Sending an e-mail is the equivalent of sending a postcard – anyone can read it. Once an e-mail leaves a computer, it travels over multiple online services and open networks to reach its destination. It can be intercepted and read anywhere during its journey. It can also be read from the numerous backup devices and will be stored by various routing services. For example, co-workers can easily intercept an e-mail sent from an office computer as it travels through the corporate network. In addition, external e-mails travel to and from a computer via an Internet Service Provider (ISP), making ISPs one of the easiest places to intercept traffic. Broadband users share the local loop, which means neighborhood Internet traffic shares the same physical wires. With certain bits of hardware and some know-how, a hacker can easily intercept an e-mail on its way across the local loop. Finally, wireless network traffic is susceptible to interception at the base station for the antenna.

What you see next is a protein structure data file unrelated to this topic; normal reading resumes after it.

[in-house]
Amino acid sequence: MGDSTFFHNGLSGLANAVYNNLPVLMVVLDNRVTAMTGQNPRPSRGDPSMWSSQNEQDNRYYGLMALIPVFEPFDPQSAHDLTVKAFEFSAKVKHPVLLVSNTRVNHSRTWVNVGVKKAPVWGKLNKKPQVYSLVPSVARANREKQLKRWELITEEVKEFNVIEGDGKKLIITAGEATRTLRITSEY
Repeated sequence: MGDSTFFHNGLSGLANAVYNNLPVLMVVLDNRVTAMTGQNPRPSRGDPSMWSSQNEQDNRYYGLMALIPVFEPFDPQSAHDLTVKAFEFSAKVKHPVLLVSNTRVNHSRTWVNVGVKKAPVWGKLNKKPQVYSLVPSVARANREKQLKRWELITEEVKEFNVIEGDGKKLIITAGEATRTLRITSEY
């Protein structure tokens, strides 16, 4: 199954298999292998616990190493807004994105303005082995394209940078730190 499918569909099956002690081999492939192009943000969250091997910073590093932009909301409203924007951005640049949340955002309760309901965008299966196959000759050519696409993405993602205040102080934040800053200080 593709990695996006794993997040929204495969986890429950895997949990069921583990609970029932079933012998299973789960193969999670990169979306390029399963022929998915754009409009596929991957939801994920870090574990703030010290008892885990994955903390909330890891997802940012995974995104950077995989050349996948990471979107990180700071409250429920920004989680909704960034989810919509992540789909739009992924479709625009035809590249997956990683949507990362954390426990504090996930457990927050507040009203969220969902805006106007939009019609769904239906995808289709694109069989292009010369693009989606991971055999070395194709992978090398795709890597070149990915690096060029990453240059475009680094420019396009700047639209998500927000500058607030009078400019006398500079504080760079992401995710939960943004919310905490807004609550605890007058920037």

These examples are by no means the only places e-mail can be compromised, and with thousands of hackers on the Internet and so many vulnerable points, never assume an e-mail is private, unless it is encrypted.
Your clients not only need to encrypt their e-mail, but all their sensitive files and data too. They should also be enforcing a security policy aimed at securing their computers against spyware and malicious code to prevent computer-hacking and illegal eavesdropping by hackers and their competitors.
This was first published in December 2005